Why will NASA return to explore Venus after 40 years?

Venus can be seen as a small black dot.


For decades, exploration of our solar system left one of our neighboring planets, Venus, largely unexplored. Now, things are about to change.

In the latest announcement from NASA‘s solar system exploration program, Two missions have been greenlit, and both are heading to Venus. The two ambitious missions will launch between 2028 and 2030.

This marks a considerable change in direction for NASA’s planetary science division, which hasn’t sent a mission to the planet since 1990. It’s exciting news for space scientists.

Venus is a hostile world. Its atmosphere contains sulfuric acid and the surface temperature is high enough to melt lead. But it hasn’t always been that way. It is believed that Venus started out very similar to Earth. So what happened?

This image of Venus is a composite of data from NASA's Magellan spacecraft and Pioneer Venus Orbiter.
NASA will do two missions to Venus. (Photo: NASA)

Why explore Venus

While on Earth carbon is mostly trapped in rocks, on Venus it has escaped into the atmosphere, making it about 96 percent carbon dioxide. This has led to a runaway greenhouse effect, raising surface temperatures as high as 90 degrees Fahrenheit.

The history of the planet makes it a great place to study the greenhouse effect and learn how to manage it on Earth. We can use models that map the atmospheric extremes of Venus and compare the results to what we see at home.

But extreme surface conditions are one reason planetary exploration missions have avoided Venus. The high temperature means a very high pressure of 90 bar (equivalent to about a kilometer underwater) which is enough to instantly crush most planetary landers.

High temperature means very high pressure. (Photo: NASA/JPL/USGS)

Most of the exploration done so far was done by the then-Soviet Union between the 1960s and 1980s. There are a few notable exceptions, such as NASA’s Pioneer Venus mission in 1972 and the European Space Agency’s Venus Express mission in 2006.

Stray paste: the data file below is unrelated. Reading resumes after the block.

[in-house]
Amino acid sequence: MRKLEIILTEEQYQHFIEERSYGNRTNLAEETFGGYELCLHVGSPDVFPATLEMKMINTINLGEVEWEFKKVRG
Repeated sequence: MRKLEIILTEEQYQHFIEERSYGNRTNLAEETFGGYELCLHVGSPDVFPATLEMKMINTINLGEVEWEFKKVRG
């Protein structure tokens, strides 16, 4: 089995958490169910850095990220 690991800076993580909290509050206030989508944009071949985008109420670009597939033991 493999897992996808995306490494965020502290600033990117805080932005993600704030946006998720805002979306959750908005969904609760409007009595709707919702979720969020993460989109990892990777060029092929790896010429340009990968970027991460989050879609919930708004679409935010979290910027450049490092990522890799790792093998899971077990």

The first landing occurred in 1970, when the Soviet Union’s Venera 7 crashed due to parachute meltdown. But it managed to transmit 20 minutes of data to Earth. The first surface images were taken by Venera 9, followed by Venera 10, 13 and 14.

The first mission to Venus

The first of NASA’s two selected missions will be known as “davinci“, an abbreviation for Deep Atmosphere of Venus Investigations of Noble Gases, Chemistry and Imaging. It includes a descent probe, which means it will drop through the atmosphere, taking measurements as it goes. The descent has three stages with the first investigating the entire atmosphere.

The probe will observe the composition of the atmosphere in detail, providing information about each layer as it falls. We know that sulfuric acid is confined to cloud layers about 30 miles up, and we know that the atmosphere is 97 percent carbon dioxide.

But the study of trace elements can provide insight into how the atmosphere ended up in this state. The second stage will seek lower altitudes to measure weather properties such as wind speed, temperature and pressure in detail.

The last stage takes high-resolution images of the surface. While this is very common on Mars, it has always been a challenge on Venus. The thick cloud cover means that visible light is reflected, so observation from Earth or from orbit is impractical.

The intense surface conditions also mean the rovers are impractical. One suggestion has been a balloon mission.

The second mission to Venus

The second mission is called Veritas, short for Venus Emissivity, Radio Science, InSAR, Topography and Spectroscopy. This will be a more standard planetary mission. The orbiter will carry two instruments on board to map the surface, supplementing Davinci’s detailed infrared observations.

The first of these is a camera that observes in a range of wavelengths. It can see through the clouds of Venus to investigate the atmospheric and soil composition. This task is very difficult, since the temperature of the surface causes the reflected light to have a very wide range of wavelengths. Veritas will compensate for this by using techniques that are often used to study the atmospheres of exoplanets.

Venus crosses one face of the Sun. (Photo: NASA/GODDARD)

The wavelength camera will also look for signs of water vapor. The Venus Express mission showed that the main elements escaping from Venus’ atmosphere are hydrogen and oxygen, so if there is water, it will be in small amounts or deep below the surface.

The second instrument is radar and uses a technique widely used on Earth observation satellites. A very large active radio receiver, important for high-resolution imaging, is simulated using radio pulses aimed at different angles in front of the spacecraft. The high-resolution radar images will create a more detailed map to investigate the evolution of the surface of Venus, as well as determine if there is tectonic or volcanic activity.

These missions could also add evidence to the theory that the surface of Venus completely melted and reformed 500 million years ago. This arose to explain the lack of meteorite impacts on the surface, but no evidence of a volcanic lava layer that would result from such resurgence has been found so far.

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